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THE CASE: A 57-year-old marketing executive was recently laid off by his employer of 17 years.  His savings & investments were significant, and he didn't have much debt.  He wasn't planning to get married or have children, but he did have philanthropic goals and a significant other living with him, so nothing was definite.

The big question he had was: how badly did he need to find another job at similar pay?  He was tired and more interested in volunteering or working part-time at his local temple.

With life expectancy approaching 90 years of age for people of means with access to good healthcare, the thought of living 30+ years off of savings and investments can be daunting.

THE PLAN: We spent a few sessions envisioning  the next few decades of life and documenting all assets, liabilities, expenses, and goals into our collaborative planning software.

The former employer had been paying for a whole life insurance policy, so we looked at the pros and cons of renewing vs. a tax-efficient 1035 exchange for a policy that would give more of a long-term care benefit than a death benefit.

Forecasting that the current year would likely have much higher earnings than subsequent years, we utilized a Donor Advised Fund to receive the tax benefit of several years of giving.

His investments has been previously managed by two separate companies that did not coordinate.  We assessed his new risk tolerance and capacity given the new life circumstances, and analyzed the entire portfolio holistically.  We set a plan to allocate across asset types and geographies, to incorporate sustainability, and to do so gradually over several quarters to avoid immediate capital gains taxable events.  By keeping the majority of dividend and interest income in the tax-deferred retirement accounts, we're able to focus on after-tax returns while still keeping a responsible overall asset allocation.

We are currently meeting monthly to evaluate the likelihood of employment income changes in the coming years and how that affects the probability of comfortable retirement.

Working Mom

THE CASE: A 47-year-old divorcee is taking a break from her real estate agent career to focus on her 14-year-old daughter.  Her home is mostly paid off, and she has some retirement savings and enough cash to live for another year or so.  Her parents are enjoying retirement shuttling between their city apartment and their beach house and are happy to contribute to the welfare of their granddaughter.  The question is how much support is enough to allow for home stability for the next 6 years, and at which point does their generosity put the comfortable aging of the elders at risk?

THE PLAN: We spent a few sessions discussing that this was a fairly normal situation for grandparents to contribute to or even outright pay for education and that there should be zero guilt for planning for it.  Under the right circumstances, this can be a great opportunity for intergenerational wealth transfers.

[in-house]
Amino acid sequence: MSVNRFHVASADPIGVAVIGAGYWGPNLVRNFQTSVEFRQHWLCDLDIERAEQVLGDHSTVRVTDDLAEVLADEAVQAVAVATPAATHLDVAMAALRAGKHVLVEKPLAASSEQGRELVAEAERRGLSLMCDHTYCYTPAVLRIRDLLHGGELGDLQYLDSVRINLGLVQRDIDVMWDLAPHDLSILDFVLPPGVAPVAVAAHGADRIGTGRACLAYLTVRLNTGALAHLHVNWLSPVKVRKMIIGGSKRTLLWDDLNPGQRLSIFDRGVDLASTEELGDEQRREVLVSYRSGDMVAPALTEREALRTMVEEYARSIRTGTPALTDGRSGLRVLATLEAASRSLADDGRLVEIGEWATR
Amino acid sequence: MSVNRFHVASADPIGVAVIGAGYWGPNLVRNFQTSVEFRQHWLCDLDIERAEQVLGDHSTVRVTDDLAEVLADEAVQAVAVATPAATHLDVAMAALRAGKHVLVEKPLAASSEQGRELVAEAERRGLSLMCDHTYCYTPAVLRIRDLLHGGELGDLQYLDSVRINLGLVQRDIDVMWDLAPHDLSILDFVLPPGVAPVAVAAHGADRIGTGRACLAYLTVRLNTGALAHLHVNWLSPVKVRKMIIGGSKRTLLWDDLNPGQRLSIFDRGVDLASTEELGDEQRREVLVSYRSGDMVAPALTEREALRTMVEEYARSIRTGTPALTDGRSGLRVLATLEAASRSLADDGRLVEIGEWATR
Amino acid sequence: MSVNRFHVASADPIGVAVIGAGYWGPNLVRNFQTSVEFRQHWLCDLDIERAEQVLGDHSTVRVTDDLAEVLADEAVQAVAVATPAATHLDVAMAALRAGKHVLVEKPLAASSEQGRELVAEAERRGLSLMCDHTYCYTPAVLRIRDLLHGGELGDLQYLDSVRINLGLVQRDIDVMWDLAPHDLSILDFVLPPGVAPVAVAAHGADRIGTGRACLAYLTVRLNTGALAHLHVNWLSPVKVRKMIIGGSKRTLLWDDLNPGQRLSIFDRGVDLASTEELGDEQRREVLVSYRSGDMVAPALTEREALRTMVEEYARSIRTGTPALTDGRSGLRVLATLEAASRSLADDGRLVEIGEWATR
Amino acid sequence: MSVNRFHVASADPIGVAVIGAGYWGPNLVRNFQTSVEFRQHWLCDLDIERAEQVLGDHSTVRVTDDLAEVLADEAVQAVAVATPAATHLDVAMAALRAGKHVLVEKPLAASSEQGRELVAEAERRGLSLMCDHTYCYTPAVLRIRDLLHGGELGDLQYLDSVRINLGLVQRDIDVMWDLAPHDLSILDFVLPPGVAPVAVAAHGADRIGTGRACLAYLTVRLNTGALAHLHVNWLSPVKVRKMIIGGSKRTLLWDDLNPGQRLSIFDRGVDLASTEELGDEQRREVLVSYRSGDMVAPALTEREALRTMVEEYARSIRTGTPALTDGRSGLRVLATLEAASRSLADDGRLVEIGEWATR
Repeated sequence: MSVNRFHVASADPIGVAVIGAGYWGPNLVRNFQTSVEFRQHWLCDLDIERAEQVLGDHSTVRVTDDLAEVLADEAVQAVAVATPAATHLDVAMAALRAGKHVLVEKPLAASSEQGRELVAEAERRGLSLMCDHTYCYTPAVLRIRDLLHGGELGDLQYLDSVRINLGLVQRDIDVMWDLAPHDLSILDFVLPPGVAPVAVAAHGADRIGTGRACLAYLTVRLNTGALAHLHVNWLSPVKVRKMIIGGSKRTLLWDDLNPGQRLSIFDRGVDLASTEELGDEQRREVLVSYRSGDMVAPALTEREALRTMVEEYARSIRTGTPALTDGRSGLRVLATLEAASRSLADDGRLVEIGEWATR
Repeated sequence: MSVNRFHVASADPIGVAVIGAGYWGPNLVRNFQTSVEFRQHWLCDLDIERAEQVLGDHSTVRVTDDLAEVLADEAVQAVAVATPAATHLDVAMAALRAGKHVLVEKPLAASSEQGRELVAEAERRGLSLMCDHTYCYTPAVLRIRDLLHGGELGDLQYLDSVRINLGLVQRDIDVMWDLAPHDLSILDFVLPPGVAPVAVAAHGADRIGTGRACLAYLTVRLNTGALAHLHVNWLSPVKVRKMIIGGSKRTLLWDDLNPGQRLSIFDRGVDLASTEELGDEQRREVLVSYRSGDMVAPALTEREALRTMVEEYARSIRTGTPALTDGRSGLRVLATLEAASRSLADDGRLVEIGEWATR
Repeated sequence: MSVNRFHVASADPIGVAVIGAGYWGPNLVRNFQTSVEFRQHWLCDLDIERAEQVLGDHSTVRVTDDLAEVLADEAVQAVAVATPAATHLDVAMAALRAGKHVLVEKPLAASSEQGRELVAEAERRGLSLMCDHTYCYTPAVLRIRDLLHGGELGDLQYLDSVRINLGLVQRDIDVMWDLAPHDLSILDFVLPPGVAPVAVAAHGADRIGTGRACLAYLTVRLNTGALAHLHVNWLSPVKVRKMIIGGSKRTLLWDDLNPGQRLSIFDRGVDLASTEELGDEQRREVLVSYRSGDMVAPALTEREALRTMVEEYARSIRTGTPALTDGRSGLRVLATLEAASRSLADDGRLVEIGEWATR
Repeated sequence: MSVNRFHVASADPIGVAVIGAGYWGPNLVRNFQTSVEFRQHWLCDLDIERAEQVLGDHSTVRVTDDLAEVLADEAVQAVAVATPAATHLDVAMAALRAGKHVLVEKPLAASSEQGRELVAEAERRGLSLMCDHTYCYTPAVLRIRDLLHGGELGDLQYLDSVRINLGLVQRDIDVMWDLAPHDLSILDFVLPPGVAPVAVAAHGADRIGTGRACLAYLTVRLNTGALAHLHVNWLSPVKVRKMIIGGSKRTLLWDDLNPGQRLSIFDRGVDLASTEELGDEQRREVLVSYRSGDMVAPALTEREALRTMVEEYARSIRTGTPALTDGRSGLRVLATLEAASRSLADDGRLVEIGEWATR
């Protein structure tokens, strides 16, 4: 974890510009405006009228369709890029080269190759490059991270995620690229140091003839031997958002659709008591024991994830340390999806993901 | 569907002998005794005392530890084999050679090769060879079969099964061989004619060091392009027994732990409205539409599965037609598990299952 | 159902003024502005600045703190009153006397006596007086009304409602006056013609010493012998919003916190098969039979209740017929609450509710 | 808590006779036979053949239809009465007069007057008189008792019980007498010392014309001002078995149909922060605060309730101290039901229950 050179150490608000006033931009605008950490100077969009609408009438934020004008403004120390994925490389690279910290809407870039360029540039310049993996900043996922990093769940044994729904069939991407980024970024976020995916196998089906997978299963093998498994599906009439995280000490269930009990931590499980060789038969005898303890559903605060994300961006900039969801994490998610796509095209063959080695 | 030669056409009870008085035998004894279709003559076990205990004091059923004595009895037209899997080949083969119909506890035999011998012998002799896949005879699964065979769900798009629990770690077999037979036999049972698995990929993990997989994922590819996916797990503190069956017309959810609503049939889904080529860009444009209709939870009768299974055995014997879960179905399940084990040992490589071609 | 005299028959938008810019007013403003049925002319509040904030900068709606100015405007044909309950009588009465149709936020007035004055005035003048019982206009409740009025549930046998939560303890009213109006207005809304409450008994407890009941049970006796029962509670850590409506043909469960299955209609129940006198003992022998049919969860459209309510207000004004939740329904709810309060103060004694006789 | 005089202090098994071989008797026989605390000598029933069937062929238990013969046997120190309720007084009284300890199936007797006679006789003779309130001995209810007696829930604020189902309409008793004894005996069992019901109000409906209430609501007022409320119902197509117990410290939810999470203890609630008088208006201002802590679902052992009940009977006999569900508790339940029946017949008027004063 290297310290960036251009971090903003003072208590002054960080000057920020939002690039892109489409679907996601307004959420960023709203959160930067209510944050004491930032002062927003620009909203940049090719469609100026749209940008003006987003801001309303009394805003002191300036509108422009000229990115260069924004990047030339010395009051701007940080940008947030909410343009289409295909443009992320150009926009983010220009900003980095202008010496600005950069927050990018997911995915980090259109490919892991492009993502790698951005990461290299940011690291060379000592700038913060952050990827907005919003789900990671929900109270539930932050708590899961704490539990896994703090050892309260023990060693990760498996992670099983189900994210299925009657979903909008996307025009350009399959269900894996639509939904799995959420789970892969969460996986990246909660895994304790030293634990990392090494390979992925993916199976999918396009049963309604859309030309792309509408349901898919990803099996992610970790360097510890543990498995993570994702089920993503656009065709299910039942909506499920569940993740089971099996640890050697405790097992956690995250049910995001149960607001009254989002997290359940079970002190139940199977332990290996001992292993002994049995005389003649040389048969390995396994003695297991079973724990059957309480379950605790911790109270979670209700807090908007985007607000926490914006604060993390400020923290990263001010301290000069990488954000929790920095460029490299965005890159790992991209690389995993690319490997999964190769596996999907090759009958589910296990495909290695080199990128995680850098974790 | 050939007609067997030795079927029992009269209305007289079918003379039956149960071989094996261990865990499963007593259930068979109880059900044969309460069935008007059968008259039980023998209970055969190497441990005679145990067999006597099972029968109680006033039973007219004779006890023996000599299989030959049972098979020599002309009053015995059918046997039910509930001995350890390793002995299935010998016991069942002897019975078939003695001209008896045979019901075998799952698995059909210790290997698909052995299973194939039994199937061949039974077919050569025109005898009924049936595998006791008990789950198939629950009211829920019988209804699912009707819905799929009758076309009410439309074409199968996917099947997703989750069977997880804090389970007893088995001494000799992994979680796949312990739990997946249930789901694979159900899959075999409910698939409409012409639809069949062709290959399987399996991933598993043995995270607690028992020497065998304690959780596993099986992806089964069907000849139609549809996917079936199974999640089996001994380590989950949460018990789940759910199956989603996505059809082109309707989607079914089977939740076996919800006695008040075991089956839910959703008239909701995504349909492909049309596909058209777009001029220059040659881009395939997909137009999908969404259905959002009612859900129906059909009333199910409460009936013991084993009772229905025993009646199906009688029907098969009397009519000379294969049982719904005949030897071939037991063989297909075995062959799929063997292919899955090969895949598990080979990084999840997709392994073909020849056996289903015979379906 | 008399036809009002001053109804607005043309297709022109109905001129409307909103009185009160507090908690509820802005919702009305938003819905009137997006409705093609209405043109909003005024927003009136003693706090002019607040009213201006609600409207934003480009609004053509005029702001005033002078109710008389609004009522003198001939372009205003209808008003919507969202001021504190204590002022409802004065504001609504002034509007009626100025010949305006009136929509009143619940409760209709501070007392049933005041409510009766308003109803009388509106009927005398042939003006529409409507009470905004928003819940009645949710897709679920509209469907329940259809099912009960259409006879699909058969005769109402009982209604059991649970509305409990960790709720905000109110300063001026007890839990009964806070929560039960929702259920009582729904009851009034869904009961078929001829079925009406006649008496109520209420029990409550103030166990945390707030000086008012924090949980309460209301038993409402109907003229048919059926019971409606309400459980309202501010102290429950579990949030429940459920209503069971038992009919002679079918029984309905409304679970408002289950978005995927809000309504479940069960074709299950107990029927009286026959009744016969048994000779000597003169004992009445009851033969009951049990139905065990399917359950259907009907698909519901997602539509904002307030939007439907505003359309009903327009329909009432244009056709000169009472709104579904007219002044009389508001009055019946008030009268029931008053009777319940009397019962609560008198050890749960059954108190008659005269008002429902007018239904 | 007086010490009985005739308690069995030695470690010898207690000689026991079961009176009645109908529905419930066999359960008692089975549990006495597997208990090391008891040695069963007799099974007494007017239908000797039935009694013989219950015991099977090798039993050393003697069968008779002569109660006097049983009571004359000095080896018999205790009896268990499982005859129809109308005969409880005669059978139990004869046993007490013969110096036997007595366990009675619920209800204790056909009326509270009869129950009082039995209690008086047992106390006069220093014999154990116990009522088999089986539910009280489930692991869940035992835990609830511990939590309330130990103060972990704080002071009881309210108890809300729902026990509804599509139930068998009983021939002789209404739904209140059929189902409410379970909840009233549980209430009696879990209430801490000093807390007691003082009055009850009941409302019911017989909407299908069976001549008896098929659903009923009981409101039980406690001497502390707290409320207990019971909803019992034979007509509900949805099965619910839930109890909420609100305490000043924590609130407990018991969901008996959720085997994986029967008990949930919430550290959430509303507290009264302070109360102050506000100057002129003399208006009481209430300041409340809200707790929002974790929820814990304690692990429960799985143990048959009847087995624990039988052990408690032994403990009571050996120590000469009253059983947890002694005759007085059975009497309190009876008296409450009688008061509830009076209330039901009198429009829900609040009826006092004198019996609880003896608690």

First, we had to stabilize the budget by forecasting beyond the current pandemic at least through the expected start to college. The potential sources of funding the 6 years of stability included

  • selling the current home, moving into a rental, and investing the proceeds in public equities & fixed income

  • drawing from the retirement accounts

  • going back to work part-time or full-time earlier than planned

  • increasing the ask from grandparents

With a few iterations, we settled on a specific ask of the grandparents and presented the plan.  Their financial advisor will review their capacity for the contribution as part of their retirement and estate plans.  Stay tuned!


THE CASE: A 48-year old school who married and had kids young was getting close to retirement, as she had worked

THE PLAN: To be continued...

Champaign Bottle and Glasses
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Business People Mingling

THE CASE: A couple of high-earning finance professionals and their 2 young children are all enjoying Manhattan living.  Just when things are going well, however, the prospects of the employer seem unstable, and the primary breadwinner looks to make a career change with lower earnings expectations.

THE PLAN: To be continued...

Anchor 2

THE CASE: When the law doesn't consider you a unified team, there are various decisions to make regarding investments, estate planning, health insurance, etc.

THE PLAN: To be continued...

Couple's Feet in Bed
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